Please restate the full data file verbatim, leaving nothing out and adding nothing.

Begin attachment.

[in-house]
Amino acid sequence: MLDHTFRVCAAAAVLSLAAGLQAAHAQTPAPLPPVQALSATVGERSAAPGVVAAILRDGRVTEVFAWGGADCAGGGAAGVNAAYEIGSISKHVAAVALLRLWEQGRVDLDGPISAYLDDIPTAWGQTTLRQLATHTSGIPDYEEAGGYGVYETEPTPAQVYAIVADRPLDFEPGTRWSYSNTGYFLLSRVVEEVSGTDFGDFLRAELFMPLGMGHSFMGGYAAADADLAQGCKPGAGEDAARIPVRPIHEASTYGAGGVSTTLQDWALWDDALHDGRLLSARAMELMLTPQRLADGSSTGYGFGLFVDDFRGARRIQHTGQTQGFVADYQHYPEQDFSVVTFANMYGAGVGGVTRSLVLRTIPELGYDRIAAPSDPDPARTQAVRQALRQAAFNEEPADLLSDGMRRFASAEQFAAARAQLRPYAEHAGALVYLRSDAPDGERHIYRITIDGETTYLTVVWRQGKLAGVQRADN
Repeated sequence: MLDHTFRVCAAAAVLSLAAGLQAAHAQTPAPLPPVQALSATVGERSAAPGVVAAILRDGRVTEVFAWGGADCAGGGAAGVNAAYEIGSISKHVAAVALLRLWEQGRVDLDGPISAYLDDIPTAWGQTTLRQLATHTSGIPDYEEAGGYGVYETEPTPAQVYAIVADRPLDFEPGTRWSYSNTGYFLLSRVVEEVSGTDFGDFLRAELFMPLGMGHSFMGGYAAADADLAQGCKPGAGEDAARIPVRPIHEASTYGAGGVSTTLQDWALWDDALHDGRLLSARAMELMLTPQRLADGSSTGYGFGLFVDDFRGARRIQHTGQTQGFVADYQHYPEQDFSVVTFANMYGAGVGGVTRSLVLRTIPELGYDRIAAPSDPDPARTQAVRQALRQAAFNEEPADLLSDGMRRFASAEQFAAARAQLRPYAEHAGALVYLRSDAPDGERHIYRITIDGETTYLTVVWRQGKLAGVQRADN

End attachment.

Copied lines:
[in-house]
Amino acid sequence: MLDHTFRVCAAAAVLSLAAGLQAAHAQTPAPLPPVQALSATVGERSAAPGVVAAILRDGRVTEVFAWGGADCAGGGAAGVNAAYEIGSISKHVAAVALLRLWEQGRVDLDGPISAYLDDIPTAWGQTTLRQLATHTSGIPDYEEAGGYGVYETEPTPAQVYAIVADRPLDFEPGTRWSYSNTGYFLLSRVVEEVSGTDFGDFLRAELFMPLGMGHSFMGGYAAADADLAQGCKPGAGEDAARIPVRPIHEASTYGAGGVSTTLQDWALWDDALHDGRLLSARAMELMLTPQRLADGSSTGYGFGLFVDDFRGARRIQHTGQTQGFVADYQHYPEQDFSVVTFANMYGAGVGGVTRSLVLRTIPELGYDRIAAPSDPDPARTQAVRQALRQAAFNEEPADLLSDGMRRFASAEQFAAARAQLRPYAEHAGALVYLRSDAPDGERHIYRITIDGETTYLTVVWRQGKLAGVQRADN
Repeated sequence: MLDHTFRVCAAAAVLSLAAGLQAAHAQTPAPLPPVQALSATVGERSAAPGVVAAILRDGRVTEVFAWGGADCAGGGAAGVNAAYEIGSISKHVAAVALLRLWEQGRVDLDGPISAYLDDIPTAWGQTTLRQLATHTSGIPDYEEAGGYGVYETEPTPAQVYAIVADRPLDFEPGTRWSYSNTGYFLLSRVVEEVSGTDFGDFLRAELFMPLGMGHSFMGGYAAADADLAQGCKPGAGEDAARIPVRPIHEASTYGAGGVSTTLQDWALWDDALHDGRLLSARAMELMLTPQRLADGSSTGYGFGLFVDDFRGARRIQHTGQTQGFVADYQHYPEQDFSVVTFANMYGAGVGGVTRSLVLRTIPELGYDRIAAPSDPDPARTQAVRQALRQAAFNEEPADLLSDGMRRFASAEQFAAARAQLRPYAEHAGALVYLRSDAPDGERHIYRITIDGETTYLTVVWRQGKLAGVQRADN